Biden Administration Rolls Out Guidelines For Carbon Markets And Credits

Biden Administration Rolls Out Guidelines For Carbon Markets And Credits - Carbon Herald
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Earlier today three key departments and President Biden’s administration released a joint statement addressing the challenges and solutions facing the integrity and impact of voluntary carbon markets.

Signed by the Secretary of the Treasury Janet Yellen, Secretary of Energy Jennifer Granholm and Secretary of Agriculture Thomas Vilsack, the statement addresses a number of key issues which have been raised over the last year after high-profile investigations by The Guardian and Bloomberg, resulting in scepticism of the role of voluntary markets.

Chief among them is the actual impact of carbon projects and ensuring they remove carbon dioxide “beyond what would have otherwise occurred”. According to the factsheet accompanying the statement, more science-based and stringent requirements will be enforced on the supply side to guarantee its quality.

On the demand side there are also more guidelines aimed at corporates. Prioritizing emission reductions is front and center here, followed by requirements for publicly reporting on the use of credits as a tool to compensate for emissions that can’t be avoided.

This follows in the footsteps of the SEC which unveiled new rules for standardizing climate-related disclosures for companies on March 6th. According to them larger companies will have to report their Scope 1 and 2 emissions but requirements stopped short of disclosing Scope 3 from supply chains after pushback from business organizations. On March 15, 2024, a federal appellate court ruled that a judicial review is necessary and imposed a temporary stay on the requirements.

Aligning on principles

In the “Principles for Responsible Participation in Voluntary Carbon Markets (VCMs)” the statement focuses attention on key points related to additionality, the ability to measure and verify impact and credits, as well permanence and the use of reliable baselines.

Annette Nazareth, Chair of The Integrity Council for the Voluntary Carbon Market (ICVCM), commented on the announcement by saying: “The U.S. government’s supply side principles are aligned with the Integrity Council’s Core Carbon Principles, which establish the first independent global benchmark for high-integrity carbon credits.

A number of other governments and regulators have announced support for the CCPs or for high-integrity principles that are closely aligned with the CCPs including the UK government, the International Swaps and Derivatives Association, the Commodity Futures Trading Commission, and the Monetary Authority of Singapore.

While companies’ first priority must always be to make rapid cuts to their own emissions, buying high-integrity credits allows them to go further and take responsibility today for emissions they cannot yet cut. Evidence shows this also spurs on their efforts to decarbonise their operations and supply chain.”

2024 saw some of the largest carbon credit programs like American Carbon Registry, ART, Climate Action Reserve, Gold Standard and VCS (operated by Verra) cover CCP requirements and can use it as a label for existing and new credits.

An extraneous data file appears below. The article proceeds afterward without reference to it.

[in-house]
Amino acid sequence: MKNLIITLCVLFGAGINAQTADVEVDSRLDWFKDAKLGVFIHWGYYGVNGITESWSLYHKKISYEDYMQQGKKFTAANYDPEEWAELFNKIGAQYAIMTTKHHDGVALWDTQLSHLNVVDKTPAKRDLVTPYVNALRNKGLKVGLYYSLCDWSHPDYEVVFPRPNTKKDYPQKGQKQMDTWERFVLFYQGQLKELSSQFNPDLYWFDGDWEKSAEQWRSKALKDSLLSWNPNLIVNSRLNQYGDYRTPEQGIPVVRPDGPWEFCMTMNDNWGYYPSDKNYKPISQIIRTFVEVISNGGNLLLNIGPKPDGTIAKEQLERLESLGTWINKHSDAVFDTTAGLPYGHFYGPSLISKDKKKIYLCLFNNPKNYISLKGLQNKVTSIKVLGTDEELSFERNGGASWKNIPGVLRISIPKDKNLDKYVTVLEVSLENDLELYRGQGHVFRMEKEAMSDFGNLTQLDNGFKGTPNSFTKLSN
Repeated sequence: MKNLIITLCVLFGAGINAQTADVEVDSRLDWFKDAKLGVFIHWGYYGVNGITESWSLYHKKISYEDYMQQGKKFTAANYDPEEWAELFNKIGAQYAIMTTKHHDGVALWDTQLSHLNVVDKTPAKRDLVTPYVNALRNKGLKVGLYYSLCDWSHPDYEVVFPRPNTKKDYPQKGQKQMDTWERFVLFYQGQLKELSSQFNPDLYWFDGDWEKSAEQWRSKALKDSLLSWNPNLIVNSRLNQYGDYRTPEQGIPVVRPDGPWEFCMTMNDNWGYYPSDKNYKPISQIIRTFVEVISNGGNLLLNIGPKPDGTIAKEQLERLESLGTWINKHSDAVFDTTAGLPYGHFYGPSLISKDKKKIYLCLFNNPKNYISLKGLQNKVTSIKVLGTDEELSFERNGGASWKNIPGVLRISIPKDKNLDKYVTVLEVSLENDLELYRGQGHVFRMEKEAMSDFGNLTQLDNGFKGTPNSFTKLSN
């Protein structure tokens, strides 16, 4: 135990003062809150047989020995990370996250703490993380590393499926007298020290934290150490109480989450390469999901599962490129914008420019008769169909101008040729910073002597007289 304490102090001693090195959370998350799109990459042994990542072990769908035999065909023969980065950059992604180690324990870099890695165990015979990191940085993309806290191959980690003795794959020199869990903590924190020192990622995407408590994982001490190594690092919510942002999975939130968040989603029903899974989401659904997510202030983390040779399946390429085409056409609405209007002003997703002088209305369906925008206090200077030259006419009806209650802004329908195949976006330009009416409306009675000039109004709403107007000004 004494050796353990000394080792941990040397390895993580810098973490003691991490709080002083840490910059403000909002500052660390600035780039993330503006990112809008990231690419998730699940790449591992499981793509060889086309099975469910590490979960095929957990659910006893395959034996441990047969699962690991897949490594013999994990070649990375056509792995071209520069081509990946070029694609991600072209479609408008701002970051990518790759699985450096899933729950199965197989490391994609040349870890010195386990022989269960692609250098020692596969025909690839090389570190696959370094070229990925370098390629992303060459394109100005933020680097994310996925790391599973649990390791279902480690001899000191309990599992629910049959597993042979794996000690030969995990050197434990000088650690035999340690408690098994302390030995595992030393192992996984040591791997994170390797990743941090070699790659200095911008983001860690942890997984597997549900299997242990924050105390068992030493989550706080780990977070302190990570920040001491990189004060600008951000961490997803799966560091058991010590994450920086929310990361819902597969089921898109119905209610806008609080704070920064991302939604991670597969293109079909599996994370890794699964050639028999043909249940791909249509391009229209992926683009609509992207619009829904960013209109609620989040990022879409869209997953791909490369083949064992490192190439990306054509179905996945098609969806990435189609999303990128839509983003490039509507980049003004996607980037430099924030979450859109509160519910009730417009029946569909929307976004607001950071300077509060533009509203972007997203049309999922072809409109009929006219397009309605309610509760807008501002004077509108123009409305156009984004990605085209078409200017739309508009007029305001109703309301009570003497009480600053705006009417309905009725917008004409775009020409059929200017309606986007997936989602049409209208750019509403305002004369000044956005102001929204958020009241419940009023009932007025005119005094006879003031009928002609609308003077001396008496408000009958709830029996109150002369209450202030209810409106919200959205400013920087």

Allister Furey, CEO and cofounder of carbon data company Sylvera also commented: “The U.S. government’s announcement today is a positive and pragmatic step to encourage companies to leverage the carbon market to direct more funding to effective climate solutions with real community benefits, from protecting the natural environment to scaling emerging technologies like DAC. 

The carbon markets’ potential is clear but legacy integrity issues continue to hamstring it, as the announcement acknowledged. The US government’s support for immediate reforms should complement the initiatives, standards and tools that have emerged to uplift market integrity over the past several years and provide positive reinforcement for continued efforts. Hopefully, other governments, standard bodies, and organizations will follow suit to recognize the power of the high-integrity carbon market, and take similar steps, because we’re running out of time.”

Focus on carbon market standards

The creation of robust standards is also among the priorities for the current administration. The global Carbon Offsetting and Reduction Scheme for International Aviation (CORSIA) is mentioned as a positive example, as well as efforts to establish the G7’s Principles for High-Integrity Carbon Markets.

The U.S. involvement in designing a global carbon market Article 6.4 carbon crediting mechanism is also pointed out as a priority.

The latter, combined with U.S. efforts for the growth of international voluntary markets through initiatives like the LEAF Coalition and the Acorn Fund, could become some of the levers used to establish markets that span more than single countries and regions.

Carbon removal included

Programs related to carbon dioxide removal also received a share of the spotlight in the statement. The broad Inflation Reduction Act distributes funds through the 45Q tax credit and is aimed at carbon capture and removal.

More focused programs like the Regional Direct Air Capture Hubs (investing up to $3.5 billion) and the Carbon Negative Shot pilot initiative are also included, with the latter awarding $100 million in grants for small-scale projects that showcase and expand solutions such as biomass carbon removal and storage, as well as small mineralization efforts.

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